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Family Caregivers in Cancer: Roles and Challenges (PDQ®)

Physicians Interacting With Family Caregivers

Patients and caregivers may present with different needs, making it difficult to decide whose needs take priority.[1] This situation is especially common when it comes to truth-telling, with family members asking the health care team to keep bad news a secret from the cancer patient, or vice versa.

Communication With Caregivers

Cultural differences can profoundly affect communication with the patient and family. For example, some Asian Americans believe that talking about death or dying is bad luck.[2] Such differences complicate discussions about prognosis, treatment choices, and even the use of terms such as chemotherapy, radiation, and hospice.[3] Keeping a life-threatening diagnosis a secret from the patient and avoiding discussions of disease progression further add to a caregiver’s sense of burden, isolation, and responsibility. A cross-sectional study was conducted in Taiwan to determine the frequency and difficulty of decisions encountered by bereaved caregivers of terminally ill patients who had died in one university hospital.[4] In Asian cultures, it is not uncommon for health care providers to refrain from telling the complete truth to patients, especially in the case of terminal disease, with the responsibility often left to family caregivers. In this study, truth-telling was the most common difficult decision experienced by family caregivers. Health care providers should be aware of such cultural differences from the Western notion of truth-telling to provide culturally competent care to such patients.

Breaking Bad News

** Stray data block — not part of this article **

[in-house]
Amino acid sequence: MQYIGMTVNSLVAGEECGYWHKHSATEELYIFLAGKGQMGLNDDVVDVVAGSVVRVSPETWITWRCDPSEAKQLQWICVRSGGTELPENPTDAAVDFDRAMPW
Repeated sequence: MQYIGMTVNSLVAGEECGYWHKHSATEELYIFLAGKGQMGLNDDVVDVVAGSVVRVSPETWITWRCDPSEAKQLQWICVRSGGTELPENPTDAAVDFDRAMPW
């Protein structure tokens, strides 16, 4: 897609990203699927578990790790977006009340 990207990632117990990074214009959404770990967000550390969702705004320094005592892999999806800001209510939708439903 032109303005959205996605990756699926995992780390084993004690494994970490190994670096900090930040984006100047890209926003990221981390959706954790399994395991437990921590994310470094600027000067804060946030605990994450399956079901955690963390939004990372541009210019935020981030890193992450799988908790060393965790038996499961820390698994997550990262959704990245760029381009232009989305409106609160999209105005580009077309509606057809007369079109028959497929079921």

Delivering bad news to patients and caregivers is an essential skill for oncologists, palliative care physicians, and other members of the health care team. To do this well, the physician should:[5]

  • Become comfortable with end-of-life issues.
  • Understand the range of options available for families.
  • Let caregivers know what can, rather than what cannot, be done for the patient.
  • Share and receive information in a compassionate manner.

Oncotalk is a teaching program designed to improve communication skills for postgraduate medical trainees.[6] The program covers essential communication skills such as the "Ask-Tell-Ask" principle and the "Tell me more" principle, and communication tasks are linked to the illness trajectory:[7]

  • The first visit.
  • Making anticancer treatment decisions.
  • Offering clinical trials.
  • Completing anticancer therapy.
  • Discontinuing palliative chemotherapy.

Responding to Difficult Situations

Family caregivers may believe that their concerns are inevitable and their needs cannot be met.[8] In an ideal setting, the social worker or psychologist should be present at meetings with family caregivers to assist with follow-up and support.

Just as a patient’s family can appoint a spokesperson, the oncology team can designate a family liaison. However, most family caregivers prefer direct access to the treating oncologist; in fact, active listening by physicians may reduce caregiver burden. One study found that caregivers experienced less burden and distress if they felt that the treating physician listened to their needs and opinions.[8] The oncology team should maintain frequent communication to ensure that messages and other information delivered to the family are consistent and that treatment goals are clear to all concerned.